In 1897, toward the end of his two-year imprisonment in Reading Gaol, Oscar Wilde was finally allowed to write... one single piece of paper at a time. Each sheet was confiscated once filled. Together, those individual pages became De Profundis, a bitterly passionate letter to his lover. Shortly after his incarceration, Wilde immortalised the prison in his devastating The Ballad of Reading Gaol.
The Reading Jail closed its doors in 2013, but is temporarily open to the public in a tribute to the Irish writer called Inside: Artists and Writers in Reading Prison. The project is a collaboration between Artangel and the National Trust that sees artists, writers, performers and poets building on the theme of separation that permeates Wilde's final works.
Wilde's cell stands starkly empty, but others feature handwritten letters on the topic of state-enforced isolation, including Ai Weiwei's missive to his son about his own experience of imprisonment. Some spaces contain art installations: gold-plated mosquito netting around a steel bunk bed frame by Steve McQueen; photos and videos dealing with forbidden homosexuality by Nans Goldin; and portraits of Wilde, Lord Alfred Douglas and other men by Marlene Dumas.
Every Sunday, performers including Patti Smith, Ben Whishaw and Ralph Fiennes will read the 50,000-word De Profundis live in the jail's chapel.
The National Trust is also offering tours of the premises on Fridays and Saturdays.
Inside: Artists and Writers in Reading Prison is open until October 30th.
By Deb A.
Usually it's the spring season that denotes renewal and a fresh look to the futureand yet, the lists of writers to watch for are already popping up, most notably from the Poetry Book Society and CBC Books. The first list, issued only once per decade, boasts a Mercury Prize nominee, Kate Tempest; the second is an annual compilation of Canadian authors that tipped Eleanor Catton in 2011. She went on to become the youngest winner of the Man Booker Prize in 2013 for her novel, The Luminaries.
Here are a few of the names to keep an eye out for in the years to come, alongside the talented contributors to Agave Magazine, of course (don't forget: the next issue is due out this week. Subscribe here to have it delivered directly to your inbox):
Seamus Heaney (1939-2013)
By Ariana L.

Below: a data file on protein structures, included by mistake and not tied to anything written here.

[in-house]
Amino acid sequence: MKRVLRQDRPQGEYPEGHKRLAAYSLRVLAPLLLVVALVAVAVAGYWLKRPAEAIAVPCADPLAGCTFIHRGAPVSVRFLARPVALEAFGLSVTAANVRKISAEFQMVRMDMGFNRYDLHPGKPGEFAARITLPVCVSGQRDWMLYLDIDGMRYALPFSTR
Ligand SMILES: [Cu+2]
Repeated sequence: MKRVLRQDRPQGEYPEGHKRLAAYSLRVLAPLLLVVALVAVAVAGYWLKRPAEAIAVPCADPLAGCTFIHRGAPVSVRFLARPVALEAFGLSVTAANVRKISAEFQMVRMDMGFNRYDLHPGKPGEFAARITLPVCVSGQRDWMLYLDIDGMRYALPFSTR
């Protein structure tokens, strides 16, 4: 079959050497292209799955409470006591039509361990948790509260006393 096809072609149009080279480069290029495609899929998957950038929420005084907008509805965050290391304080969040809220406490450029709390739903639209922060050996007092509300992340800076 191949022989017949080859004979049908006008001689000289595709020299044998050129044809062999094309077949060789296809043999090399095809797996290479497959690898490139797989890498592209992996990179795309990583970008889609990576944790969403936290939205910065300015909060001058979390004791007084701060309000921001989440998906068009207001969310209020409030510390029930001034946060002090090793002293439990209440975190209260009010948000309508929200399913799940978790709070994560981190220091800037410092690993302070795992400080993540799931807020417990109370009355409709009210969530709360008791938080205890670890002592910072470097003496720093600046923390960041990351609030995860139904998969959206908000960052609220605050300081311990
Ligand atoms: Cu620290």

There is something compelling about the Irish literary sensibility that transcends the canon of English Literature. It rebukes the cultural prison of authority and validity by creating a dynamic literature distinctly apart. This sensibility is elaborated by a collective voice that measures equal parts strength to strife, and balances hefty doses of intellectualism with an extraordinary specificity to articulate the quotidian and the commonplace. Indeed for a country of only 32,000 square miles, there has been a disproportionate amount of suffering resulting from social and geopolitical injustices. And yet, despite all of the hardships and indignities, somehow a disproportionate profusion of talent —of greatness— has emerged.
Seamus Heaney was amongst the greatest of Irish literary heroes (including Oscar Wilde, W.B. Yeats, James Joyce, Samuel Beckett, Patrick Kavanagh and Brain Coffey). Renowned poet, critical thinker, humourist and literary professor (most notably at Oxford and Harvard), Seamus Heaney has served as one of the key figures not only of Anglo-Irish writing, but indeed of contemporary world literature. In his lifetime, he published over 20 volumes of poetry, numerous anthologies, and achieved success in his definitive translation of the Old English heroic poem, Beowulf. In 1995, he was awarded the Noble Prize for Literature for "works of lyrical beauty and ethical depth, which exalt everyday miracles and the living past."
Heaney reminded us that literature does not have to exist within confines to be meaningful. Rather, he challenged the boundaries by investigating his own fears and uncertainties. He drew upon the visceral interplay between the past and the future, and in his inimitable fashion, refused to eulogize it.
"It is always better/to avenge dear ones than to indulge in mourning./ For every one of us, living in this world/ means waiting for our end./ Let whoever can/ win glory before death. When a warrior is gone,/ that will be his best and only bulwark."
—Seamus Heaney, Beowulf: A New Verse Translation